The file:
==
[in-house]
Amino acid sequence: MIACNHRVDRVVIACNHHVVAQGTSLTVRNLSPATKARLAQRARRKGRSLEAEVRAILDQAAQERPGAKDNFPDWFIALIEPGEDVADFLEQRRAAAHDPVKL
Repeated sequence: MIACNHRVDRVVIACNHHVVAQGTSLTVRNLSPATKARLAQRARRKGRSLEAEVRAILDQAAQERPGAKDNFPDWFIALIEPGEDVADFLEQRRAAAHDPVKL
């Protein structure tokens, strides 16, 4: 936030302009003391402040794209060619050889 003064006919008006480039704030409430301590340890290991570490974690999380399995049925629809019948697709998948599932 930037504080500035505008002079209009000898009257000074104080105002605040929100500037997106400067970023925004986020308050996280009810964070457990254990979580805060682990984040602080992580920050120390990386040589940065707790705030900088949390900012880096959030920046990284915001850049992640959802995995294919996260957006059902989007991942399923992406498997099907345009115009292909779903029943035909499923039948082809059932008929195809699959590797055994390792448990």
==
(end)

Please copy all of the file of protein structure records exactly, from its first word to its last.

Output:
[in-house]
Amino acid sequence: MIACNHRVDRVVIACNHHVVAQGTSLTVRNLSPATKARLAQRARRKGRSLEAEVRAILDQAAQERPGAKDNFPDWFIALIEPGEDVADFLEQRRAAAHDPVKL
Repeated sequence: MIACNHRVDRVVIACNHHVVAQGTSLTVRNLSPATKARLAQRARRKGRSLEAEVRAILDQAAQERPGAKDNFPDWFIALIEPGEDVADFLEQRRAAAHDPVKL
């Protein structure tokens, strides 16, 4: 936030302009003391402040794209060619050889 003064006919008006480039704030409430301590340890290991570490974690999380399995049925629809019948697709998948599932 930037504080500035505008002079209009000898009257000074104080105002605040929100500037997106400067970023925004986020308050996280009810964070457990254990979580805060682990984040602080992580920050120390990386040589940065707790705030900088949390900012880096959030920046990284915001850049992640959802995995294919996260957006059902989007991942399923992406498997099907345009115009292909779903029943035909499923039948082809059932008929195809699959590797055994390792448990």